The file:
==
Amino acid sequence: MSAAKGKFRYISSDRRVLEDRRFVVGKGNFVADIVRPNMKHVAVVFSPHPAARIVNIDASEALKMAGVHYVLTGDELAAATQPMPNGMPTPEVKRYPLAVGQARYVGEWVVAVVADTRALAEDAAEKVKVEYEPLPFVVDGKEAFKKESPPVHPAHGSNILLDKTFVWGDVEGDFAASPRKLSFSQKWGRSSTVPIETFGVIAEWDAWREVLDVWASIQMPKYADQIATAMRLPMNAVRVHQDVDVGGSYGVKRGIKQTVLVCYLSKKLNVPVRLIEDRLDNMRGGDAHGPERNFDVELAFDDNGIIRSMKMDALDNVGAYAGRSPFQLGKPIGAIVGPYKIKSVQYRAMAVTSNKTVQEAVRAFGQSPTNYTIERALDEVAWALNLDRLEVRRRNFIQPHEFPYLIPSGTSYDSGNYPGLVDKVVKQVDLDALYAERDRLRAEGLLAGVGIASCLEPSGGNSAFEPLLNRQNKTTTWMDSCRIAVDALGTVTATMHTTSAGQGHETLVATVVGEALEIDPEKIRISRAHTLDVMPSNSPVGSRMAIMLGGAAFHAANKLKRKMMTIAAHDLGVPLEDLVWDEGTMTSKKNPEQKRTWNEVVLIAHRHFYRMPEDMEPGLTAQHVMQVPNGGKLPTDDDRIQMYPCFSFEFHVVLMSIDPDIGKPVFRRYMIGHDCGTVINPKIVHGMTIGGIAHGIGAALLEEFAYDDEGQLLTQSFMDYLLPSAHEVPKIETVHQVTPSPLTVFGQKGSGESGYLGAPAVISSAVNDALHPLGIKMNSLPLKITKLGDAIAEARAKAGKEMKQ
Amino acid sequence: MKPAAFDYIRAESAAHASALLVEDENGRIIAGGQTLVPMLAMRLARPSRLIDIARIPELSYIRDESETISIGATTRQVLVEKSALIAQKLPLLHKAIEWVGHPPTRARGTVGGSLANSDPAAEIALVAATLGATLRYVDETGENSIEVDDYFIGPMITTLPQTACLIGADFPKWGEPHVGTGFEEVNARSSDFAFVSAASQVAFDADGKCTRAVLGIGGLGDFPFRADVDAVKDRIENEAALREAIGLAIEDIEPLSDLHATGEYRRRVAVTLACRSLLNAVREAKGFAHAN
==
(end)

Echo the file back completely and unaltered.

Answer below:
Amino acid sequence: MSAAKGKFRYISSDRRVLEDRRFVVGKGNFVADIVRPNMKHVAVVFSPHPAARIVNIDASEALKMAGVHYVLTGDELAAATQPMPNGMPTPEVKRYPLAVGQARYVGEWVVAVVADTRALAEDAAEKVKVEYEPLPFVVDGKEAFKKESPPVHPAHGSNILLDKTFVWGDVEGDFAASPRKLSFSQKWGRSSTVPIETFGVIAEWDAWREVLDVWASIQMPKYADQIATAMRLPMNAVRVHQDVDVGGSYGVKRGIKQTVLVCYLSKKLNVPVRLIEDRLDNMRGGDAHGPERNFDVELAFDDNGIIRSMKMDALDNVGAYAGRSPFQLGKPIGAIVGPYKIKSVQYRAMAVTSNKTVQEAVRAFGQSPTNYTIERALDEVAWALNLDRLEVRRRNFIQPHEFPYLIPSGTSYDSGNYPGLVDKVVKQVDLDALYAERDRLRAEGLLAGVGIASCLEPSGGNSAFEPLLNRQNKTTTWMDSCRIAVDALGTVTATMHTTSAGQGHETLVATVVGEALEIDPEKIRISRAHTLDVMPSNSPVGSRMAIMLGGAAFHAANKLKRKMMTIAAHDLGVPLEDLVWDEGTMTSKKNPEQKRTWNEVVLIAHRHFYRMPEDMEPGLTAQHVMQVPNGGKLPTDDDRIQMYPCFSFEFHVVLMSIDPDIGKPVFRRYMIGHDCGTVINPKIVHGMTIGGIAHGIGAALLEEFAYDDEGQLLTQSFMDYLLPSAHEVPKIETVHQVTPSPLTVFGQKGSGESGYLGAPAVISSAVNDALHPLGIKMNSLPLKITKLGDAIAEARAKAGKEMKQ
Amino acid sequence: MKPAAFDYIRAESAAHASALLVEDENGRIIAGGQTLVPMLAMRLARPSRLIDIARIPELSYIRDESETISIGATTRQVLVEKSALIAQKLPLLHKAIEWVGHPPTRARGTVGGSLANSDPAAEIALVAATLGATLRYVDETGENSIEVDDYFIGPMITTLPQTACLIGADFPKWGEPHVGTGFEEVNARSSDFAFVSAASQVAFDADGKCTRAVLGIGGLGDFPFRADVDAVKDRIENEAALREAIGLAIEDIEPLSDLHATGEYRRRVAVTLACRSLLNAVREAKGFAHAN